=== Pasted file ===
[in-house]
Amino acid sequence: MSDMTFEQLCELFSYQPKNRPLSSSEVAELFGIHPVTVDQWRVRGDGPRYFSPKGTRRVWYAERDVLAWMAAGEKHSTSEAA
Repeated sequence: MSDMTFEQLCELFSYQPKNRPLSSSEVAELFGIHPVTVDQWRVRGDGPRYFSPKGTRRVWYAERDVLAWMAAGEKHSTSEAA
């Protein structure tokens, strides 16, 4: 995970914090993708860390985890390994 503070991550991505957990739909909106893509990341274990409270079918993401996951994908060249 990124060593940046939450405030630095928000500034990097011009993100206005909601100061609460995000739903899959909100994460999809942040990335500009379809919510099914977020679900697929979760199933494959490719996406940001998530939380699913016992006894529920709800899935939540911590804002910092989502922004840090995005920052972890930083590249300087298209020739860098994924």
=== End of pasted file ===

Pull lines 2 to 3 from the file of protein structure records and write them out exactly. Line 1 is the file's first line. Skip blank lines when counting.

Amino acid sequence: MSDMTFEQLCELFSYQPKNRPLSSSEVAELFGIHPVTVDQWRVRGDGPRYFSPKGTRRVWYAERDVLAWMAAGEKHSTSEAA
Repeated sequence: MSDMTFEQLCELFSYQPKNRPLSSSEVAELFGIHPVTVDQWRVRGDGPRYFSPKGTRRVWYAERDVLAWMAAGEKHSTSEAA